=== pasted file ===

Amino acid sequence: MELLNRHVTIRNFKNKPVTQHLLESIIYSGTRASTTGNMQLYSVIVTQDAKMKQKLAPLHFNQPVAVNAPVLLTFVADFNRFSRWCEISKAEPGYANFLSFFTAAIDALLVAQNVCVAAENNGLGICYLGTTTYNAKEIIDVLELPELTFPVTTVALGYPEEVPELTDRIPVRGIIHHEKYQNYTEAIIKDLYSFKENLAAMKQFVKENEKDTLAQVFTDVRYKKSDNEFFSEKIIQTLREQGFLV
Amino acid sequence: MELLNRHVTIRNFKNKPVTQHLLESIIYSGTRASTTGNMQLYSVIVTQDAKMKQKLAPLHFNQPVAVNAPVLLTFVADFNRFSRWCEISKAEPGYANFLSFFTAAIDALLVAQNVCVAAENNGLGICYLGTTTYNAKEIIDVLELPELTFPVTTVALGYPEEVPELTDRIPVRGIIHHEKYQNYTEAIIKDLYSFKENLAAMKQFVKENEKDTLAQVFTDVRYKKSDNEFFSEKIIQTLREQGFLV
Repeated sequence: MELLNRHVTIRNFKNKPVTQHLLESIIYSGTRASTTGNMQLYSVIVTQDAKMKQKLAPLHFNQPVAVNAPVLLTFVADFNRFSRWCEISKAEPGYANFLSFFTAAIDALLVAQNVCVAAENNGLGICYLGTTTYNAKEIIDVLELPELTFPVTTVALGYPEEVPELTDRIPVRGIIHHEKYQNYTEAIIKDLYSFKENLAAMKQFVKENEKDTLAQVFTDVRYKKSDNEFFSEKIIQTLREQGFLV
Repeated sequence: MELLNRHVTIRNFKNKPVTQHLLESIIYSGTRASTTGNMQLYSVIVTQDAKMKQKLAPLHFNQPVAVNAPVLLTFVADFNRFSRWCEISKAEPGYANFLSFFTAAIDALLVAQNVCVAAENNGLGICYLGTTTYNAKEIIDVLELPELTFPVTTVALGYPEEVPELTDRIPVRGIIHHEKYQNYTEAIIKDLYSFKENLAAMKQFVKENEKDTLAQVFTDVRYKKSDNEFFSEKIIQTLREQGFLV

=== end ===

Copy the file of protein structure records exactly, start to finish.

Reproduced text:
Amino acid sequence: MELLNRHVTIRNFKNKPVTQHLLESIIYSGTRASTTGNMQLYSVIVTQDAKMKQKLAPLHFNQPVAVNAPVLLTFVADFNRFSRWCEISKAEPGYANFLSFFTAAIDALLVAQNVCVAAENNGLGICYLGTTTYNAKEIIDVLELPELTFPVTTVALGYPEEVPELTDRIPVRGIIHHEKYQNYTEAIIKDLYSFKENLAAMKQFVKENEKDTLAQVFTDVRYKKSDNEFFSEKIIQTLREQGFLV
Amino acid sequence: MELLNRHVTIRNFKNKPVTQHLLESIIYSGTRASTTGNMQLYSVIVTQDAKMKQKLAPLHFNQPVAVNAPVLLTFVADFNRFSRWCEISKAEPGYANFLSFFTAAIDALLVAQNVCVAAENNGLGICYLGTTTYNAKEIIDVLELPELTFPVTTVALGYPEEVPELTDRIPVRGIIHHEKYQNYTEAIIKDLYSFKENLAAMKQFVKENEKDTLAQVFTDVRYKKSDNEFFSEKIIQTLREQGFLV
Repeated sequence: MELLNRHVTIRNFKNKPVTQHLLESIIYSGTRASTTGNMQLYSVIVTQDAKMKQKLAPLHFNQPVAVNAPVLLTFVADFNRFSRWCEISKAEPGYANFLSFFTAAIDALLVAQNVCVAAENNGLGICYLGTTTYNAKEIIDVLELPELTFPVTTVALGYPEEVPELTDRIPVRGIIHHEKYQNYTEAIIKDLYSFKENLAAMKQFVKENEKDTLAQVFTDVRYKKSDNEFFSEKIIQTLREQGFLV
Repeated sequence: MELLNRHVTIRNFKNKPVTQHLLESIIYSGTRASTTGNMQLYSVIVTQDAKMKQKLAPLHFNQPVAVNAPVLLTFVADFNRFSRWCEISKAEPGYANFLSFFTAAIDALLVAQNVCVAAENNGLGICYLGTTTYNAKEIIDVLELPELTFPVTTVALGYPEEVPELTDRIPVRGIIHHEKYQNYTEAIIKDLYSFKENLAAMKQFVKENEKDTLAQVFTDVRYKKSDNEFFSEKIIQTLREQGFLV